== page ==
We write requirements to communicate to development teams what they need to build to achieve goals for our company. These requirements let the team know what needs to be accomplished by users of our products or to enable the goals of stakeholders to be achieved.
With an outside-in perspective, most requirements focus on the goals of our product users. From the developer’s point of view, the requirements need to provide enough precision for the developer to know when the requirement has been satisfied.
When the requirements are written as user stories, the definition of what it means to satisfy the requirement is captured in the acceptance criteria. This is the definition that developers use to know if what they have delivered is acceptable. By including unambiguous definitions of what is acceptable, you give the developers a crisp definition of done. They know if what they have done meets the expectations explicitly defined for the user story.
While this protects a development team that is accountable for doing what they are asked to do, there is still a risk that the team has not been asked to do the right thing. Writing acceptance criteria not only gives you a mechanism for clarifying what you want to be built, but it also gives you a mechanism for verifying that you are asking the development team to build the right thing.
Teresa Torres' good article on writing acceptable acceptance criteria focuses on the criteria of acceptability to the user. A couple of good tips from Torres emphasize the importance of capturing criteria that reflect how usable your product is—both by a single individual and under load—when multiple people are using the product (think website) simultaneously.
This is enough to create a product that is good for a user—assuming you have captured the acceptance criteria effectively. This is not enough, however, to create a product that meets the goals of your company. You have to ask the next question—“If we satisfy the users, will the product be successful?”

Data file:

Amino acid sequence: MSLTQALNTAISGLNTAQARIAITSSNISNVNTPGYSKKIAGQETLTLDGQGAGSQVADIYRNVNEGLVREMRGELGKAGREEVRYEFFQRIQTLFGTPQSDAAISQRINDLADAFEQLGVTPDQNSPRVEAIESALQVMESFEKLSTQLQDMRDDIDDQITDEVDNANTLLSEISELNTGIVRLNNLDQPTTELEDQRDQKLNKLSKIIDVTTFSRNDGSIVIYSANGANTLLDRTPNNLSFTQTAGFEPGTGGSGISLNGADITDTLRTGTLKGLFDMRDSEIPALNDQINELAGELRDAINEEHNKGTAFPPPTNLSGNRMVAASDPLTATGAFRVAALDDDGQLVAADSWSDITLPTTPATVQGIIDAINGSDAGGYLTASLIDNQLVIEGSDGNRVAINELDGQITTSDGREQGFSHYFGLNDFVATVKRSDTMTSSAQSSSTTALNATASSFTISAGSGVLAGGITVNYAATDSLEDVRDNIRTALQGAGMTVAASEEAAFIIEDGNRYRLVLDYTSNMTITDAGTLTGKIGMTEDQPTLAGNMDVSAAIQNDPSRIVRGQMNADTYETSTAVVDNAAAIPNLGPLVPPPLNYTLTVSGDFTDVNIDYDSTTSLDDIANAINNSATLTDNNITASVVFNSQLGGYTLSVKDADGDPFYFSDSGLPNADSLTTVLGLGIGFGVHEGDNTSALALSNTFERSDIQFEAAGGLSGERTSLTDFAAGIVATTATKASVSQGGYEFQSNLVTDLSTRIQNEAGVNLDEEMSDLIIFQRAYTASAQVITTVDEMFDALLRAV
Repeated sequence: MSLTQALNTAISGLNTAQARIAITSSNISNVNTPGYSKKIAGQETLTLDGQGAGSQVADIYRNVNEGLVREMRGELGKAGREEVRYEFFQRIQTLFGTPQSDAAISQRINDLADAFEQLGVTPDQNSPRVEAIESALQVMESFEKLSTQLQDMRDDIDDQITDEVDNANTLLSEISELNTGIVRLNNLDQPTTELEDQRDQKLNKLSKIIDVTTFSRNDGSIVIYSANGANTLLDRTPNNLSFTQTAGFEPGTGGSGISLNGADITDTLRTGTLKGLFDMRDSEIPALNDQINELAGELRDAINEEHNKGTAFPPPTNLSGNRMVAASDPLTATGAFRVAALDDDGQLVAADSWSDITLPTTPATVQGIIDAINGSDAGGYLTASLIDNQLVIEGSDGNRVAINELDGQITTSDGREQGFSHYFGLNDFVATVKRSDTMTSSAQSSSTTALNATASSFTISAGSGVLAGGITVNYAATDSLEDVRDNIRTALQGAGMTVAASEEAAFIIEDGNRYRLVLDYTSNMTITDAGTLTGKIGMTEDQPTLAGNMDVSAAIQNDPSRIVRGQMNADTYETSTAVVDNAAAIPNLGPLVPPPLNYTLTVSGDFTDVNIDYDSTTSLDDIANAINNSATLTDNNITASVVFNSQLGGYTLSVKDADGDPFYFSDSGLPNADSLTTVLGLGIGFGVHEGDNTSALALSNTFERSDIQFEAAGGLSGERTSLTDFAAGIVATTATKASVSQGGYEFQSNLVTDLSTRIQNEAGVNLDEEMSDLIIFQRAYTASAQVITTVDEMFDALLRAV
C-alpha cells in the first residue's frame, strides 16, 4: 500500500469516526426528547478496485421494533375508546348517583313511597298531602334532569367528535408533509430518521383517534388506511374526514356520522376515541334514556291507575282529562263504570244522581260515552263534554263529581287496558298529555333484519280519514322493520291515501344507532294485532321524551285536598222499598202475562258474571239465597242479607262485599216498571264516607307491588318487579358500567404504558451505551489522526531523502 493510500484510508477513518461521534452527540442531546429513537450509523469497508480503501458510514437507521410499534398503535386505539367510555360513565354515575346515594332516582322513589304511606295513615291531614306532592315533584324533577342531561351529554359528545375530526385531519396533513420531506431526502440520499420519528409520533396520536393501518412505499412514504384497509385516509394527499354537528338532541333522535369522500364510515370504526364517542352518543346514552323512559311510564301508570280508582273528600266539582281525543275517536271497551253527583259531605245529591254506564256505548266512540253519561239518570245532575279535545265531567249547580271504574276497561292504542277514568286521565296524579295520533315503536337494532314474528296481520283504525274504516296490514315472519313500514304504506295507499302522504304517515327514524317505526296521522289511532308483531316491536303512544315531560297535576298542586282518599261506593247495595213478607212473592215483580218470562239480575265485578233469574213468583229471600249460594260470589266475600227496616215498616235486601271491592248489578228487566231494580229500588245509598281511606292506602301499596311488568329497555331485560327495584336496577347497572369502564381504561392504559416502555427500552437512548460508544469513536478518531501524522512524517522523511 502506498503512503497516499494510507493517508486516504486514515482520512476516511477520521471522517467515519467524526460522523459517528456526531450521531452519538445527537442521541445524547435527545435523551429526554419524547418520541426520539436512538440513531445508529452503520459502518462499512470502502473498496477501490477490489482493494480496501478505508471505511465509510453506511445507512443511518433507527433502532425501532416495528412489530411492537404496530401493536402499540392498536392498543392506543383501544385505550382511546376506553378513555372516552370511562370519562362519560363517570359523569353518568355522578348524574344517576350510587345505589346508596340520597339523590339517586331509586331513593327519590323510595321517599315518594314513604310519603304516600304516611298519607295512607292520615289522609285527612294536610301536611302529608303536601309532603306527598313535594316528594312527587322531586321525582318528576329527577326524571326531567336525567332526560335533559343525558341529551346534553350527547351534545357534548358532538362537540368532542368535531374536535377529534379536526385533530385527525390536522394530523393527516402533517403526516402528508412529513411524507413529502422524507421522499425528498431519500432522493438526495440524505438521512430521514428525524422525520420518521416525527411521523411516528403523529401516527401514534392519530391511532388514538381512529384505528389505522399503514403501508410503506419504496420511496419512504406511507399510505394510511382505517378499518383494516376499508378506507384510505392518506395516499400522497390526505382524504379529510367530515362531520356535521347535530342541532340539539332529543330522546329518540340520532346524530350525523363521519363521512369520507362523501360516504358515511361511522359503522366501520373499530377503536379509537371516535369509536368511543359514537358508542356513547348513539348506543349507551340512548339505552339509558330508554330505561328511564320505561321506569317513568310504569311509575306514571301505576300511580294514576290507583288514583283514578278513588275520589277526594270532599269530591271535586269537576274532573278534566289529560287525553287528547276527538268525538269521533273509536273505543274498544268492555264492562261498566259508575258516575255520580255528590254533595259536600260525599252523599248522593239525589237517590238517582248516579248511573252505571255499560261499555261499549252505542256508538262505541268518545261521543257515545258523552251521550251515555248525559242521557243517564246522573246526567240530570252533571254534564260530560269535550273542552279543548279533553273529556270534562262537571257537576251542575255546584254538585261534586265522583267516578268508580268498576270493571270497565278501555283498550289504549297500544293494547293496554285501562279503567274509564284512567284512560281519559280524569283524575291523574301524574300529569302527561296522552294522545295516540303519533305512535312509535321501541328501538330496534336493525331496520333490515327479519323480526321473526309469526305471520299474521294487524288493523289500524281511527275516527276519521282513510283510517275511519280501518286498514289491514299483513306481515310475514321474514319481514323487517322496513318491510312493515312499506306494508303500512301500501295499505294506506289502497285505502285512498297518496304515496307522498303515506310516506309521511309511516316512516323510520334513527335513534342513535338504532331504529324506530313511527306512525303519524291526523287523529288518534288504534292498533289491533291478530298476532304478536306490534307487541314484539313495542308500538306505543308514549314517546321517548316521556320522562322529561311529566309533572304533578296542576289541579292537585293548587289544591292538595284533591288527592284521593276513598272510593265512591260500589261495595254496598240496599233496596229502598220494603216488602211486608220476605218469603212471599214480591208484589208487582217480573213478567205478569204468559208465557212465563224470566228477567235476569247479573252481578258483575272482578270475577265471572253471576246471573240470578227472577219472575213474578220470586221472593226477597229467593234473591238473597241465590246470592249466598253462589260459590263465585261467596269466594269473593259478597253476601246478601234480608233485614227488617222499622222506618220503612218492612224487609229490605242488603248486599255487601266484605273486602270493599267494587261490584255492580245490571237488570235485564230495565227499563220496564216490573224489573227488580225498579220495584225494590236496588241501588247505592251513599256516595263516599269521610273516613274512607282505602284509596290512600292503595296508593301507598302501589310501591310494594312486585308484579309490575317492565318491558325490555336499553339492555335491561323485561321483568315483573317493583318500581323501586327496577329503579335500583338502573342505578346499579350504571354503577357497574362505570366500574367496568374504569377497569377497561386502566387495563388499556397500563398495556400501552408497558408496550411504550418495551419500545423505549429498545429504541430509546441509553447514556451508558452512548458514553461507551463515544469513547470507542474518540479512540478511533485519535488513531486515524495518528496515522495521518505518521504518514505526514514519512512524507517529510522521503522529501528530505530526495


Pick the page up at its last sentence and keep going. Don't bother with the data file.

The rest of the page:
That’s where Eric Reis’ Lean Startup gives us guidance. You need to form a hypothesis (and test it). One example hypothesis could be “If we satisfy SAT-prep requirements of the top 10% (academically) of high school juniors, we will be able to sell our SAT-prep service to at least 25% of those students.”
The acceptance criteria in the user stories define what the team is asked to build for the SAT-prep service. By engaging those students and testing the acceptance criteria, we become comfortable that what we are asking the development team to build is what we need them to build to satisfy the students' requirements.
To fully test this hypothesis, the team would have to build and sell the entire product. That’s not very lean. By recurring with the hypothesis-formulation process, a product manager can narrow the scope of experimentation. For example, “If we assume that a third of the students are particularly interested in improving their scores on the verbal portion of the SAT, then satisfying their requirements would allow us to sell our product to 8% of our target market.” That gives the team an area of focus.
Market research could lead to additional narrowing of scope—that the area needing the most improvement is in knowing synonyms, and that doubling the number of correct answers in that portion of the SAT would raise verbal scores by an average of 50 points out of 800—satisfying half of the students. Building a minimally viable product that helps the subset of the market with this subset of the problem is more tractable. The team can build this solution, measure the effectiveness of what they built, and measure the effectiveness of selling this solution in the market.
Using acceptance criteria to define an acceptable product works all the way up the stack from clarifying what the development team is being asked to do, to understanding what the users really need, to defining the minimum viable product that allows the company to achieve its goals.
Scott Sehlhorst is an agile product manager, product owner, and business analyst and architect. He helps teams achieve software product success by helping them build "the right stuff" and "build the right stuff right." Scott started Tyner Blain in 2005 to focus on helping companies translate strategy and market insights into great products and solutions. Read more at tynerblain.com/blog.